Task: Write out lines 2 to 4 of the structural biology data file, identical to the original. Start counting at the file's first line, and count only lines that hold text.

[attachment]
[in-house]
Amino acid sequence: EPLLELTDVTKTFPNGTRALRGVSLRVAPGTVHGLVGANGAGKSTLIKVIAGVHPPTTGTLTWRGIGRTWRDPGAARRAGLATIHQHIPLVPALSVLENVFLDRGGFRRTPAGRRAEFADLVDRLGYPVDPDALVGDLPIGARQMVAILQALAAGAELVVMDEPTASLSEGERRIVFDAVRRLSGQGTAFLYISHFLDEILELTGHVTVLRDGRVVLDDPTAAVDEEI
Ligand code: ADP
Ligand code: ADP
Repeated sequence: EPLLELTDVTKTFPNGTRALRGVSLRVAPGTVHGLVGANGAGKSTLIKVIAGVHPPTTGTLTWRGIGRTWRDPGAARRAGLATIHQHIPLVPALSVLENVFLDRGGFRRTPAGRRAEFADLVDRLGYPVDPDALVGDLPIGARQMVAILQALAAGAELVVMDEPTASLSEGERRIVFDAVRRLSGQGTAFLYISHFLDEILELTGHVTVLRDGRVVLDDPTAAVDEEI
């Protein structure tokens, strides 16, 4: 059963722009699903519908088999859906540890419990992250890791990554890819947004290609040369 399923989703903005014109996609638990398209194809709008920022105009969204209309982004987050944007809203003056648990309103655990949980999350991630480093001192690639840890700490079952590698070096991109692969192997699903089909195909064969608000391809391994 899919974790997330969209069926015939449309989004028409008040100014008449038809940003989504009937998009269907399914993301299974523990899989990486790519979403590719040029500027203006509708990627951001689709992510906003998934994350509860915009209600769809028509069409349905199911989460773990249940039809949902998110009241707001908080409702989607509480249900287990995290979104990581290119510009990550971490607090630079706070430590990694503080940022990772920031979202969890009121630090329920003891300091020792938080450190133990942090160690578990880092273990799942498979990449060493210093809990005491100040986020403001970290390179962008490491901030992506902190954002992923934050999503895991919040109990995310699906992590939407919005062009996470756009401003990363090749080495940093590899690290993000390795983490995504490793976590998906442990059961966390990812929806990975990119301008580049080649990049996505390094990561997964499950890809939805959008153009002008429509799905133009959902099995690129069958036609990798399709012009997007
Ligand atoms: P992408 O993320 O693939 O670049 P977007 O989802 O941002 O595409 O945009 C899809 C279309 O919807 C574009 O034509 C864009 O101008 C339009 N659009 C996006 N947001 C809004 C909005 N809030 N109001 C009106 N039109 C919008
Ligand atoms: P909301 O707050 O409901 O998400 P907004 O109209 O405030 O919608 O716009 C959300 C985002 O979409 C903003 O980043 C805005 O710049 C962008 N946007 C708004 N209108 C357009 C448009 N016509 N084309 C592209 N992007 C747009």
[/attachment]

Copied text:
Amino acid sequence: EPLLELTDVTKTFPNGTRALRGVSLRVAPGTVHGLVGANGAGKSTLIKVIAGVHPPTTGTLTWRGIGRTWRDPGAARRAGLATIHQHIPLVPALSVLENVFLDRGGFRRTPAGRRAEFADLVDRLGYPVDPDALVGDLPIGARQMVAILQALAAGAELVVMDEPTASLSEGERRIVFDAVRRLSGQGTAFLYISHFLDEILELTGHVTVLRDGRVVLDDPTAAVDEEI
Ligand code: ADP
Ligand code: ADP